What You Need to Know Before Your Divorce in Massachusetts

A divorce can be an extremely difficult period for individuals. But if you proceed with your divorce without knowing how the laws apply to you, your stresses can become legal and financial boondoggles that disrupt your life completely. For Massachusetts residents, here are two important areas of divorce law you should be aware of:

Property Division

In compliance with the General Laws of Massachusetts Chapter 208-27, property is divided based on the vocational skill or employment capability of each spouse, the contribution of each spouse to the home, the necessities of each party for capital, the length of the marriage, the conduct of each spouse throughout the marriage, and the age and physical health of each spouse. If you are the primary source of income in the marriage, for example, you may find that your spouse is the primary beneficiary of the settlement. [Read more…]

Massachusetts Child Support Guidelines


Reference: Massachusetts Child Support Guidelines Worksheet

These guidelines shall take effect on January 1, 2009 and shall be applied to all child support orders and judgments entered after the effective date. There shall be a rebuttable presumption that these guidelines apply in all cases establishing or modifying a child support order. Existing orders and judgments less than three years old as of the effective date of these guidelines shall not be modified unless the income of one or both parties has changed or other new circumstance warrants modification.
In recognition of the priority of the interests of the children of the Commonwealth, these child support guidelines are formulated to be used by the justices of the Trial Court, whether the parents of the children are married or unmarried, in setting temporary, permanent or final orders for current child support, in deciding whether to approve agreements for child support, and in deciding cases that are before the court to modify existing orders. The guidelines are intended to be of assistance to members of the bar and to litigants in determining what level of payment would be expected given the relative income levels of the parties. In all cases where an order for child support is requested, a guideline worksheet must be filled out, regardless of the income of the parties.  [Read more…]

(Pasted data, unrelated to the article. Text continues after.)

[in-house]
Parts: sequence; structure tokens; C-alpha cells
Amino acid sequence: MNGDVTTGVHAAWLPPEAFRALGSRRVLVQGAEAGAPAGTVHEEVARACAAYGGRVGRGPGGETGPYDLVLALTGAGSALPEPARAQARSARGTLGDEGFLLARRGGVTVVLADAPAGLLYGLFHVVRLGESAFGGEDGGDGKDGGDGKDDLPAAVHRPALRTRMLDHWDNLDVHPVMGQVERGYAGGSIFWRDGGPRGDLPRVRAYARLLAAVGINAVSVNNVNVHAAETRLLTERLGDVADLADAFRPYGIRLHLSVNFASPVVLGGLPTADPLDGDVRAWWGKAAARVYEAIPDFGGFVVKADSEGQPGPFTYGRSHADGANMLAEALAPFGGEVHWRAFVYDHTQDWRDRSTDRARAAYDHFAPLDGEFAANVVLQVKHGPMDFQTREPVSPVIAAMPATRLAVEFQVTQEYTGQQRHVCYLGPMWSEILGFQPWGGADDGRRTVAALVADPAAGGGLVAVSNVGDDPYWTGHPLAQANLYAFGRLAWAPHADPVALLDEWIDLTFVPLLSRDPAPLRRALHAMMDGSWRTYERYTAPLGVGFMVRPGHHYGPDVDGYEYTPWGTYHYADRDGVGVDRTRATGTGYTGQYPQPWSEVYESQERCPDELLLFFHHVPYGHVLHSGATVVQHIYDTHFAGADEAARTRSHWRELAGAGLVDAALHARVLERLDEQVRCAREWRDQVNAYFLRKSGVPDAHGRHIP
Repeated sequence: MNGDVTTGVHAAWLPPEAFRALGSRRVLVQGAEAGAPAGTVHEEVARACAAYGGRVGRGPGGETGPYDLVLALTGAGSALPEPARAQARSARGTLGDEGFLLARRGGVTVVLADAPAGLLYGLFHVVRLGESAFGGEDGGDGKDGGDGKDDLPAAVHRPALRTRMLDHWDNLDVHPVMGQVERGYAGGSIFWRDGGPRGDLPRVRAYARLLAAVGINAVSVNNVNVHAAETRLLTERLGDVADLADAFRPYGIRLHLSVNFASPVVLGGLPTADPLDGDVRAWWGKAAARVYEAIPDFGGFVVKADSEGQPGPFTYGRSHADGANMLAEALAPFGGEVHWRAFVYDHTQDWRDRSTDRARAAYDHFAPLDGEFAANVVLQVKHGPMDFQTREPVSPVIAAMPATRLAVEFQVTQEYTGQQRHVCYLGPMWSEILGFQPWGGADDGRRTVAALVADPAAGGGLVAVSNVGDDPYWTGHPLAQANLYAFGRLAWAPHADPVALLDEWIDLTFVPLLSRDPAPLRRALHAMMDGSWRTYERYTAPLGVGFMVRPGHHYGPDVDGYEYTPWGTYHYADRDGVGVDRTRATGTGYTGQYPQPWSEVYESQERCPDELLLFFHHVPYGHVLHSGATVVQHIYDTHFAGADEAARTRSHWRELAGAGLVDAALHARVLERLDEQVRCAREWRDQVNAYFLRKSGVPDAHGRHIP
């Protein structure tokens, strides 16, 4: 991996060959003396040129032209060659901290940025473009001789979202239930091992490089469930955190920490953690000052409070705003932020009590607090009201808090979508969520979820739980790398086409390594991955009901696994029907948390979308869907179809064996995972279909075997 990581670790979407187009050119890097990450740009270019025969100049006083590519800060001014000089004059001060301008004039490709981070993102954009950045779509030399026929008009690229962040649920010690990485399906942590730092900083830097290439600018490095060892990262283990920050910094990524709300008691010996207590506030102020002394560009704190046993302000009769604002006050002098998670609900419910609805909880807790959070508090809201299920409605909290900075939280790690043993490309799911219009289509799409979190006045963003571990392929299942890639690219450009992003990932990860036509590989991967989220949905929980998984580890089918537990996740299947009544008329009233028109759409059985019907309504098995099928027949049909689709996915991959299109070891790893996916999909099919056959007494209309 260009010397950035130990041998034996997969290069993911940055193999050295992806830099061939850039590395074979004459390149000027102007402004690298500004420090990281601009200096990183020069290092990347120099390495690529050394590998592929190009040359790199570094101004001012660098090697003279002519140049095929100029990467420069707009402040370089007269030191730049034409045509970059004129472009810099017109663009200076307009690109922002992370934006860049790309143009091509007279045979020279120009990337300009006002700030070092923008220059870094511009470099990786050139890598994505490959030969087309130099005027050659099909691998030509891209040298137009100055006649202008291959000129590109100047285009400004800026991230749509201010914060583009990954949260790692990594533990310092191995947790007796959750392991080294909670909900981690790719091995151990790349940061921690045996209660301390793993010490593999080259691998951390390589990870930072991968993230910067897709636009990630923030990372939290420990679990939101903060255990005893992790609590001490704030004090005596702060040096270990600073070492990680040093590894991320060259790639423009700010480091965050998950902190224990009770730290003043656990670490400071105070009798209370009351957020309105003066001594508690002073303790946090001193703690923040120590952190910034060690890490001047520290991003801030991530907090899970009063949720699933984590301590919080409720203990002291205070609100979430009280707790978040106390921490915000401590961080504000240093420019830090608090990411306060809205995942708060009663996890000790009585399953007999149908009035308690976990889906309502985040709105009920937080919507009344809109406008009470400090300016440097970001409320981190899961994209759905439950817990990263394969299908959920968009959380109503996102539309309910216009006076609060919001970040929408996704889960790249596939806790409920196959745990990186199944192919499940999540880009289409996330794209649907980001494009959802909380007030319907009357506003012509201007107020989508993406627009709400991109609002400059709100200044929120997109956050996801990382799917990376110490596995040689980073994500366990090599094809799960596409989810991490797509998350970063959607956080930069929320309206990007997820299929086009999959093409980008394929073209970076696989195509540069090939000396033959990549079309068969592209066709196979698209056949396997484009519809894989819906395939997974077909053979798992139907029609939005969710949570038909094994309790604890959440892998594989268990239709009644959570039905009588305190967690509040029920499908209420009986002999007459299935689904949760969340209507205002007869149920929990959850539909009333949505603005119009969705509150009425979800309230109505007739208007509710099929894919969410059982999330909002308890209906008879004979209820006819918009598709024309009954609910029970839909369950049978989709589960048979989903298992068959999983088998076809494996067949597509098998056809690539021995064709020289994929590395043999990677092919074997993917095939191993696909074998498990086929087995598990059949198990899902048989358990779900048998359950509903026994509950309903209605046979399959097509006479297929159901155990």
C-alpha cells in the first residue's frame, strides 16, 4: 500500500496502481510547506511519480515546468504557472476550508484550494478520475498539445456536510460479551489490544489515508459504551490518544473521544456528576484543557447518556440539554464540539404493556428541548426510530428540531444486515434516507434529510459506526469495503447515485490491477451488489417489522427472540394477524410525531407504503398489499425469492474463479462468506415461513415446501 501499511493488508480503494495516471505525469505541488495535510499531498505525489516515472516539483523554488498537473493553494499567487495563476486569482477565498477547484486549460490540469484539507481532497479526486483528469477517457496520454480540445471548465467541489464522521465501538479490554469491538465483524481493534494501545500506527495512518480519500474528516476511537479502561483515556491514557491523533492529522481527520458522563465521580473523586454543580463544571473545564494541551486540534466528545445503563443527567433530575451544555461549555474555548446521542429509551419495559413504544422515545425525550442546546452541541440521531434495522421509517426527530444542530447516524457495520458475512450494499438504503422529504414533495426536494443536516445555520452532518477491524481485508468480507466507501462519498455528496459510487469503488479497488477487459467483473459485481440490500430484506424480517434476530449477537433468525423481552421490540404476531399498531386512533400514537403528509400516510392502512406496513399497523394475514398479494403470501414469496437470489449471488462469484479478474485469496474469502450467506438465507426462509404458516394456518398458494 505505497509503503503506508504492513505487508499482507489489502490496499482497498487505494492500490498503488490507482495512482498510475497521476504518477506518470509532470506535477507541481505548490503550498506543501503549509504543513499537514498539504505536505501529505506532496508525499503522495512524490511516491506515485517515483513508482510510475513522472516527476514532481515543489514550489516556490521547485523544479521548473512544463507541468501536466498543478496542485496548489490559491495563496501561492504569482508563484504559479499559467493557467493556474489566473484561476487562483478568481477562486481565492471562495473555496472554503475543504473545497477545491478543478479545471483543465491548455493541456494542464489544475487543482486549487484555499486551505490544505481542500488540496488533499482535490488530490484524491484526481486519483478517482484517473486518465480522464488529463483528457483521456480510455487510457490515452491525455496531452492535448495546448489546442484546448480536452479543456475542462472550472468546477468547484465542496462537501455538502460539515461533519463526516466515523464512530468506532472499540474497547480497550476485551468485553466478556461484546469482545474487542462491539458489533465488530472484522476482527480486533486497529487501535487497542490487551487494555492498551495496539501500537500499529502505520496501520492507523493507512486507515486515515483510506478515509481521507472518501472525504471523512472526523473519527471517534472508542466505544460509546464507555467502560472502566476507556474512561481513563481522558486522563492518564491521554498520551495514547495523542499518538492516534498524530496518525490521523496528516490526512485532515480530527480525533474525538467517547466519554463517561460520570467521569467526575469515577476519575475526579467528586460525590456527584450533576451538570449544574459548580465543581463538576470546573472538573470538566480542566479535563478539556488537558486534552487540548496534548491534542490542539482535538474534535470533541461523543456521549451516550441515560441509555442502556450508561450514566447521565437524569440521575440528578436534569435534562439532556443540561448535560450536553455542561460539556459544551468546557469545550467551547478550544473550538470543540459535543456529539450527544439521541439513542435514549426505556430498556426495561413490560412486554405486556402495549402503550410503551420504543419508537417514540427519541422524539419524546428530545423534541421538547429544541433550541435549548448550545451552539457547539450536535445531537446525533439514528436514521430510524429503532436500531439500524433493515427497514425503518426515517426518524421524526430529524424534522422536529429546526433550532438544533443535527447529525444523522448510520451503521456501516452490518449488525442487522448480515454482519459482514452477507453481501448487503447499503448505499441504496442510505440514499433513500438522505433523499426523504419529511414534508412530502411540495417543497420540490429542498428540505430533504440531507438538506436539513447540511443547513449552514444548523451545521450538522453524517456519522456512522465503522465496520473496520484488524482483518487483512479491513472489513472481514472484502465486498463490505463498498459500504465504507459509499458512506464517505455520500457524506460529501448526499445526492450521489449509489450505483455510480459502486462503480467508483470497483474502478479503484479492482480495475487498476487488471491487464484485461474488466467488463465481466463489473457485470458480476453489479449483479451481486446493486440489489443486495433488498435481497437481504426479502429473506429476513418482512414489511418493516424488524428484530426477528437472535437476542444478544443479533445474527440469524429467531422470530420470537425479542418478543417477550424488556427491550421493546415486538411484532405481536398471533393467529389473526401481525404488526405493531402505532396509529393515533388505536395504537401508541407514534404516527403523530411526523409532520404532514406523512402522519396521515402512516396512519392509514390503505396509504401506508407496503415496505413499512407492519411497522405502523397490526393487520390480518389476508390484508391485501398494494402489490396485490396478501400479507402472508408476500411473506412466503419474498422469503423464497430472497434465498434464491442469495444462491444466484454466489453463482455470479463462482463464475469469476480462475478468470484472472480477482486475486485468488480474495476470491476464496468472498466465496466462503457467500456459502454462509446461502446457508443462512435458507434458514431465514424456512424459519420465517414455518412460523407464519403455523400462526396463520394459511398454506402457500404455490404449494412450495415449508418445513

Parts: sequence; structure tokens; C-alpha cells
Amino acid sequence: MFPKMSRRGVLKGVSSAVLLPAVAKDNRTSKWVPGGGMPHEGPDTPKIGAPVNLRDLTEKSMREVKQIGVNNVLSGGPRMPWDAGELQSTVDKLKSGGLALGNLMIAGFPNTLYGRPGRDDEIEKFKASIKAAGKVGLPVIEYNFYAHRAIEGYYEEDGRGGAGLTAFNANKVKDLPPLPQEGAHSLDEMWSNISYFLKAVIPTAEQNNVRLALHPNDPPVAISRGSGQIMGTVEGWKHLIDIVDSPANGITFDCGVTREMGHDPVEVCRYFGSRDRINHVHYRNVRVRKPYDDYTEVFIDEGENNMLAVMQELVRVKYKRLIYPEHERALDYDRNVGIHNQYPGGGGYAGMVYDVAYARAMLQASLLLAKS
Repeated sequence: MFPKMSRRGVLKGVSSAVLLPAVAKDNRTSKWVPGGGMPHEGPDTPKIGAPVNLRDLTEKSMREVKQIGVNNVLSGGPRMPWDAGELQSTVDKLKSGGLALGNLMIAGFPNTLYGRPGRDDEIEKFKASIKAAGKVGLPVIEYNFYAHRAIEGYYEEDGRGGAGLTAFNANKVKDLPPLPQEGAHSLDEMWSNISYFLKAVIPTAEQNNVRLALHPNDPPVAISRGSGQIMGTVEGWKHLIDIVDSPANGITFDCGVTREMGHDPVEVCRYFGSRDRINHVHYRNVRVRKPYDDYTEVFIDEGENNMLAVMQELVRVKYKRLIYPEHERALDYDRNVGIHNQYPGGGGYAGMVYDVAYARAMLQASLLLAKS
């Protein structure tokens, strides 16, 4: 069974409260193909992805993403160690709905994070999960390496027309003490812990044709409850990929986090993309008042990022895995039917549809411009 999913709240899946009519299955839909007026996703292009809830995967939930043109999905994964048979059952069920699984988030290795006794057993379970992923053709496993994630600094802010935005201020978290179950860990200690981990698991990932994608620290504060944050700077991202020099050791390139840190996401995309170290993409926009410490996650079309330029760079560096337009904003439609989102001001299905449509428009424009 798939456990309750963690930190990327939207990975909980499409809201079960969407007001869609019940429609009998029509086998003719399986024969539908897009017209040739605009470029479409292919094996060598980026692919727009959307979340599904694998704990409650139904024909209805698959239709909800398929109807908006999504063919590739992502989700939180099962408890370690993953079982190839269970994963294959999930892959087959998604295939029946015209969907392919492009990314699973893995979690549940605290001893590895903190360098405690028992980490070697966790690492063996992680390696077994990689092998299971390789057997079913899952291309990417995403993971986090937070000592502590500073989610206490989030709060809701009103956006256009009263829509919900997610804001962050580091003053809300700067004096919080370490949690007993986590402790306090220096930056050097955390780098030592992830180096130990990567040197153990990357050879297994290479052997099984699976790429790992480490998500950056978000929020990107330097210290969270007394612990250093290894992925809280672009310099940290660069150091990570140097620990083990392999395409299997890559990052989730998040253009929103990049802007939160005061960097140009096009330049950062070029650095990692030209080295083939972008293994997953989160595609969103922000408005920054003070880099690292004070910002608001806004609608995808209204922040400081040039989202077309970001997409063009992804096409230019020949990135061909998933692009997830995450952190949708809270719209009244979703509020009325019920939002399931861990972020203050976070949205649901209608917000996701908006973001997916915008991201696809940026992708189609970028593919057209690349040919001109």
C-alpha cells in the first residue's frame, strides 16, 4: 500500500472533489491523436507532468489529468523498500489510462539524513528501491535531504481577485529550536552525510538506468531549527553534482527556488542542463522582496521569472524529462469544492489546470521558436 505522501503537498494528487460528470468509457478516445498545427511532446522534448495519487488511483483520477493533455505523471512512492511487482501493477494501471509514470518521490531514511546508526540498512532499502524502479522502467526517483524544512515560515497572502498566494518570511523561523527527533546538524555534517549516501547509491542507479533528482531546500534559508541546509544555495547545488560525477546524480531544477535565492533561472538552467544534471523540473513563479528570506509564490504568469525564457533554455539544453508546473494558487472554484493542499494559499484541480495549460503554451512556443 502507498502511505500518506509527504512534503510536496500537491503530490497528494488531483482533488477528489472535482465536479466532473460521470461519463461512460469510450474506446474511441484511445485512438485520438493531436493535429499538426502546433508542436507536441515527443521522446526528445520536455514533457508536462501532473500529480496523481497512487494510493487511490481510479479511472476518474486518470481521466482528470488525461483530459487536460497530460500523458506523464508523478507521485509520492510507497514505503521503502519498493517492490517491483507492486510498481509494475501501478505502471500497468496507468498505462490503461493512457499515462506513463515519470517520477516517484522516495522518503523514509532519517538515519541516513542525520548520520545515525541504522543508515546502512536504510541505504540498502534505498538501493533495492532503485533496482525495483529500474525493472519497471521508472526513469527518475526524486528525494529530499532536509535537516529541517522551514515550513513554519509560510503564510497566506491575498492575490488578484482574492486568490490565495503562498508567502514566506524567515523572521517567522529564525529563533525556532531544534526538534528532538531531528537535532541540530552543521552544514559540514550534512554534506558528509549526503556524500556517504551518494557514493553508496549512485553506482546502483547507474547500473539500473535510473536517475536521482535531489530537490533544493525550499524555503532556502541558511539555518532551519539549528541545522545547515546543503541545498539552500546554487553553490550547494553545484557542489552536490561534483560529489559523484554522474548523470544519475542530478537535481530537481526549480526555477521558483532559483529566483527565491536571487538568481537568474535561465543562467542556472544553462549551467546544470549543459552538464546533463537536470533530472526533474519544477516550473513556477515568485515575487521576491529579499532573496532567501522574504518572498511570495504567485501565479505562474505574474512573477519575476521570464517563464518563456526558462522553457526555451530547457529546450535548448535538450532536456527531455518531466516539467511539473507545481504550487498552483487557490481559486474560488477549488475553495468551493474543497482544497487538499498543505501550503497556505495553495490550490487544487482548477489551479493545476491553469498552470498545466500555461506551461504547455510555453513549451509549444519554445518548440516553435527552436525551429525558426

Massachsuetts Alimony Reform Act Summary

On September 26, 2011, Governor Deval Patrick signed An Act Reforming Alimony in the Commonwealth. The effective date of this Act is March 1, 2012. This Act makes significant changes to alimony law in Massachusetts.  According to the Boston Bar Association “This measure will bring consistency in alimony orders, throughout the Commonwealth, and put an end to lifetime alimony.”  Pursuant to the new law the amount of alimony should generally not exceed the recipient’s need or 30 to 35 percent of the difference between the parties’ gross incomes.

Here is the actual text of the Massachusetts Alimony Reform Law (opens in PDF) that was signed into law.

Massachusetts Alimony Reform Law Summary

  1. Alimony Term Limits
    • Long term marriages (more than 20 years): Alimony will end at retirement age as defined by the Social Security Act.
    • 5 years or less: Maximum Alimony term is 50% of the number of months of marriage.
    • 10 years or less but greater than 5 years: Maximum Alimony term is 60% of the number of months of marriage.
    • 15 years or less but greater than 10 years: Maximum Alimony term is 70% of the number of months of marriage.
    • 20 years or less but greater than 15 years: Maximum Alimony term is 80% of the number of months of marriage.
    • Other term limits apply for “Rehabilitative Alimony, “Reimbursement Alimony”, and “Transitional Alimony”. [Read more…]

What to do if you have been pulled over for OUI/DUI/DWI in Massachusetts

By Massachusetts OUI Defense Attorney Damian Riddle

There are a few simple things you should keep in mind if you have been pulled over in MA for operating a motor vehicle while under the influence of alcohol. It is easy to get arrested for this offense. All the police need to establish is probable cause.

Operation of your motor vehicle

As soon as you see the blue lights go on or some other indication by the police that they want you to pull over, you should do so as quickly and safely as possible. You want to avoid an allegation by the police that you failed to stop for them or tried to out run them, and you also want to avoid an allegation that you pulled over to quickly by slamming on your brakes or that you pulled up on to a curb or didn’t pull over far enough so that your vehicle is still hanging out in the lane of travel. When you pull over always put your car in park.

Initial interaction with police

You should have your license and registration ready to hand to the police officer when they come to your window. If you believe that you are under the influence of alcohol you should avoid making any statements about what, when, where or how much alcohol you have consumed. You can simply say “I do not want to answer any questions officer”. You have the right not to answer any questions and the fact that you refuse to answer any questions cannot be used against you, it cannot be mentioned to a jury during your trial. [Read more…]